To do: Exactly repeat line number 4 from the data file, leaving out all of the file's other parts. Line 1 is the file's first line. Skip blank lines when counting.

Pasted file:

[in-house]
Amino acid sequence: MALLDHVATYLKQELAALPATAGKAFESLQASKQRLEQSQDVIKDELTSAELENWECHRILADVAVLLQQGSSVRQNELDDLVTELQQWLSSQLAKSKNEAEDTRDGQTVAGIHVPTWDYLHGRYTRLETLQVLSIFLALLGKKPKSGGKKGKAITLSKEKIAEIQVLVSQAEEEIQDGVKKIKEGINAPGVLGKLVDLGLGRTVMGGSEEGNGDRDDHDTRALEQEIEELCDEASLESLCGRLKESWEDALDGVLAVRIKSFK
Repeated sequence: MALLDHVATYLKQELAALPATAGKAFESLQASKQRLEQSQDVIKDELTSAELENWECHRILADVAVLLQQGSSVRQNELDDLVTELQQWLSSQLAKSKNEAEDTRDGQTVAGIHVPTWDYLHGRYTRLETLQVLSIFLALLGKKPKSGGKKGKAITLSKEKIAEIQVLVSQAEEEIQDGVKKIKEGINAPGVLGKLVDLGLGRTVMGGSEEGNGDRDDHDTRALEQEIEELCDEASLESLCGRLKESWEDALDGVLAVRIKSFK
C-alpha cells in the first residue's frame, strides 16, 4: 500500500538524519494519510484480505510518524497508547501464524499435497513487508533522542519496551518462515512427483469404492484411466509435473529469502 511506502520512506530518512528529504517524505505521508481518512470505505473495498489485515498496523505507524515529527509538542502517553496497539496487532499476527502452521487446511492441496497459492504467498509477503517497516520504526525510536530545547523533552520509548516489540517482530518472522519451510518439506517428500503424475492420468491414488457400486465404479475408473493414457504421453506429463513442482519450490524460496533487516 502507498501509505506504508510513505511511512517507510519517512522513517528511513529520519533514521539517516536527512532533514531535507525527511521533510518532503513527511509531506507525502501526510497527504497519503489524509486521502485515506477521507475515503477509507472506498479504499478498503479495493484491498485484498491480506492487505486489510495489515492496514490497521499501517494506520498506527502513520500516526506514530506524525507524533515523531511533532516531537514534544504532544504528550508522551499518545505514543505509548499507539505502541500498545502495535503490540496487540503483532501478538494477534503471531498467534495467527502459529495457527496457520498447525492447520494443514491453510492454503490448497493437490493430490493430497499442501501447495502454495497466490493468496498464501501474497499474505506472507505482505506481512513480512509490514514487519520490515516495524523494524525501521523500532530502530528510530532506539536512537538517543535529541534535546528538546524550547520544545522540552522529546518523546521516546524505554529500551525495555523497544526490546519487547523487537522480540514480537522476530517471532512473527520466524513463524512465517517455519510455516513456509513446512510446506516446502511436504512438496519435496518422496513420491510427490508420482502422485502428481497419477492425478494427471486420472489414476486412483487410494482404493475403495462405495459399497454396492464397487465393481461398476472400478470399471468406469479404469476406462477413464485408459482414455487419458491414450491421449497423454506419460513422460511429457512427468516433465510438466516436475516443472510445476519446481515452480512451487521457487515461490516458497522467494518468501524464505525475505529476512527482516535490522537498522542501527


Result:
C-alpha cells in the first residue's frame, strides 16, 4: 500500500538524519494519510484480505510518524497508547501464524499435497513487508533522542519496551518462515512427483469404492484411466509435473529469502 511506502520512506530518512528529504517524505505521508481518512470505505473495498489485515498496523505507524515529527509538542502517553496497539496487532499476527502452521487446511492441496497459492504467498509477503517497516520504526525510536530545547523533552520509548516489540517482530518472522519451510518439506517428500503424475492420468491414488457400486465404479475408473493414457504421453506429463513442482519450490524460496533487516 502507498501509505506504508510513505511511512517507510519517512522513517528511513529520519533514521539517516536527512532533514531535507525527511521533510518532503513527511509531506507525502501526510497527504497519503489524509486521502485515506477521507475515503477509507472506498479504499478498503479495493484491498485484498491480506492487505486489510495489515492496514490497521499501517494506520498506527502513520500516526506514530506524525507524533515523531511533532516531537514534544504532544504528550508522551499518545505514543505509548499507539505502541500498545502495535503490540496487540503483532501478538494477534503471531498467534495467527502459529495457527496457520498447525492447520494443514491453510492454503490448497493437490493430490493430497499442501501447495502454495497466490493468496498464501501474497499474505506472507505482505506481512513480512509490514514487519520490515516495524523494524525501521523500532530502530528510530532506539536512537538517543535529541534535546528538546524550547520544545522540552522529546518523546521516546524505554529500551525495555523497544526490546519487547523487537522480540514480537522476530517471532512473527520466524513463524512465517517455519510455516513456509513446512510446506516446502511436504512438496519435496518422496513420491510427490508420482502422485502428481497419477492425478494427471486420472489414476486412483487410494482404493475403495462405495459399497454396492464397487465393481461398476472400478470399471468406469479404469476406462477413464485408459482414455487419458491414450491421449497423454506419460513422460511429457512427468516433465510438466516436475516443472510445476519446481515452480512451487521457487515461490516458497522467494518468501524464505525475505529476512527482516535490522537498522542501527